We’re here to help. Follow the links below for information that will help you learn about your wetland and how to care for it, and that will connect you with resources that can help you achieve your goals.
Learn about your wetland
Your experience as a landowner gives you first-hand knowledge of your land and water, including wetlands. Because wetlands are diverse, there’s no one way to care for a wetland. We’ve outlined three steps you can take to get to know whether you have a wetland, what type of wetland you have, and how you can keep it healthy.
Care for your wetland
As a landowner, you want to keep your land and water healthy. But how can you care for your wetlands? We’ve outlined four steps you can take to help you determine the care it needs.
A handbook for landowners
Want have all the wetland care information you need in one handy publication? We have just the thing. Our easy to read wetland landowner handbook helps you understand what wetlands are, why they are important, and how you can care for them. It also helps you learn:
- What type of wetland you have
- How to tell if your wetland is healthy
- Actions you can take to improve your wetland
- Where to find financial and technical help for a wetland project
- And more!
Whatever your question or concern, we can help you get connected to information and people who can help you care for your wetland. Find resources to help you learn about, care for, and protect your wetland.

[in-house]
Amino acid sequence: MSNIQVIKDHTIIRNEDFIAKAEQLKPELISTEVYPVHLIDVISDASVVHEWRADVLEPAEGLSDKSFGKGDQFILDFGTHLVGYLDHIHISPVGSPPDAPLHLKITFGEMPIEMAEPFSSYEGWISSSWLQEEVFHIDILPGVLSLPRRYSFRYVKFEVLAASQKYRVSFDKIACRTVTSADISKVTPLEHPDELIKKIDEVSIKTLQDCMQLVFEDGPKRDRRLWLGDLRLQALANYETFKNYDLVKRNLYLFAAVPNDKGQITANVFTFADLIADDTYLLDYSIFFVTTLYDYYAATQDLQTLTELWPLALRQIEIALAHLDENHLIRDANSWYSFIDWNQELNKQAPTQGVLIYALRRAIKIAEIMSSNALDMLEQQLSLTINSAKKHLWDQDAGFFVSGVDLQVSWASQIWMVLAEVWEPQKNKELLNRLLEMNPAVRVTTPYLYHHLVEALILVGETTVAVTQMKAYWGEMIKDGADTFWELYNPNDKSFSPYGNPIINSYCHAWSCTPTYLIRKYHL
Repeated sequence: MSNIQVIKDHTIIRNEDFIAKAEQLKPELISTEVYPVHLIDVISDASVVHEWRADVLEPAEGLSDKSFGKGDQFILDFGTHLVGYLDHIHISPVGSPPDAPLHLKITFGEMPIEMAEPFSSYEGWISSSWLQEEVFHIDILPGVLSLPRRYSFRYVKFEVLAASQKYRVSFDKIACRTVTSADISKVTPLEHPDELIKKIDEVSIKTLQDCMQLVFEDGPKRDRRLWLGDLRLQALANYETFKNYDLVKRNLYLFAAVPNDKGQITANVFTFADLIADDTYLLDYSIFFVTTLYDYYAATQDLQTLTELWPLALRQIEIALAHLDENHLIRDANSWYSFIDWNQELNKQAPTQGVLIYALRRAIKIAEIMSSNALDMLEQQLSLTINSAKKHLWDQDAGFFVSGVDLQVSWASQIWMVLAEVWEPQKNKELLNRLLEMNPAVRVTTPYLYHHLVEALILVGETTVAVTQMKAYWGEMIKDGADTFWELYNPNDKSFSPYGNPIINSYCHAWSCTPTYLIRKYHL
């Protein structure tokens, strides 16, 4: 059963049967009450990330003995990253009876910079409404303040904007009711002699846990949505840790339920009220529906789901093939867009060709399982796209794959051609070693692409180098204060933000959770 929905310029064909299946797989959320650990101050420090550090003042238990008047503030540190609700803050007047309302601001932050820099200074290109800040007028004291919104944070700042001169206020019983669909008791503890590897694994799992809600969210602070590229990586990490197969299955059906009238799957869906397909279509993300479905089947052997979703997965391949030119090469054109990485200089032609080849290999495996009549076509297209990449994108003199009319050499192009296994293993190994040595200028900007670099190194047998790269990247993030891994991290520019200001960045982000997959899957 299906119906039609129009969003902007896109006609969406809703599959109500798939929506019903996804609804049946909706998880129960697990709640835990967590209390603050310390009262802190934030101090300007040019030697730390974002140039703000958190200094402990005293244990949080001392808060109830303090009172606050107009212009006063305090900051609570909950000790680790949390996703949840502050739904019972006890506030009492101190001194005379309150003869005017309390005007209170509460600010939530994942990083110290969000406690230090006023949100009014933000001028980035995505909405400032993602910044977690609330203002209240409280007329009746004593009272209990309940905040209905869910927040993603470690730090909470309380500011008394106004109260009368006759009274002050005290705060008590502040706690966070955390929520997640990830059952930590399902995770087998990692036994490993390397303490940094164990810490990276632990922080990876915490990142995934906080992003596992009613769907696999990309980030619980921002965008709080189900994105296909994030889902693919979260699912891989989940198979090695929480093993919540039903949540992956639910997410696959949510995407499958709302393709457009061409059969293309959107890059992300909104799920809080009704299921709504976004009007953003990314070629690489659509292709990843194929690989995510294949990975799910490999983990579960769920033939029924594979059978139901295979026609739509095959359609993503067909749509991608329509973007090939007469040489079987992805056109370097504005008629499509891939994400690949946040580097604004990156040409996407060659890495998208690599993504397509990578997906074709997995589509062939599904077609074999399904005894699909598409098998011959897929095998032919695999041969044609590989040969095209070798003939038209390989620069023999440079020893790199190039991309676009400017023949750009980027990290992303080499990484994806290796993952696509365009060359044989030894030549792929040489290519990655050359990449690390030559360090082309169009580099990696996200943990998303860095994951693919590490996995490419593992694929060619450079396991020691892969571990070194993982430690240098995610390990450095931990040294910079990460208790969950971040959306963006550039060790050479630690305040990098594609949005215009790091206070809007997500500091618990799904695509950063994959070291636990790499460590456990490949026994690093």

Updates for landowners like you
We regularly post updates, information, and tips for wetland landowners. Check out a few recent posts below.
A photo of speaker Howard Veregin over a map that shows one landscape with several different maps. Starting on the right with 1939 aerial imagery, then a survey map (the Bordner Survey) ca. 1933-1945, then into the colorful Digital Bordner Data from 2014 and onward with ‘wetlands’ pointed out.
Wetland Coffee Break: How you can help gather better information about rainfall and runoff through the “CoCoRaHS” program
Having accurate and local rainfall data impacts forecast accuracy and issue and timely and accurate flood watches and warnings. Local rainfall data also improves the modeling that communities use in their emergency management and restoration planning.
Join DNR conservation biologist Andrew Badje to learn more about how you can become a “frogger” by lending your ears to monitor and help conserve frogs and toads in all corners of Wisconsin.
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Our quarterly email newsletter for landowners features tips for wetland care, seasonal news, upcoming events, and more!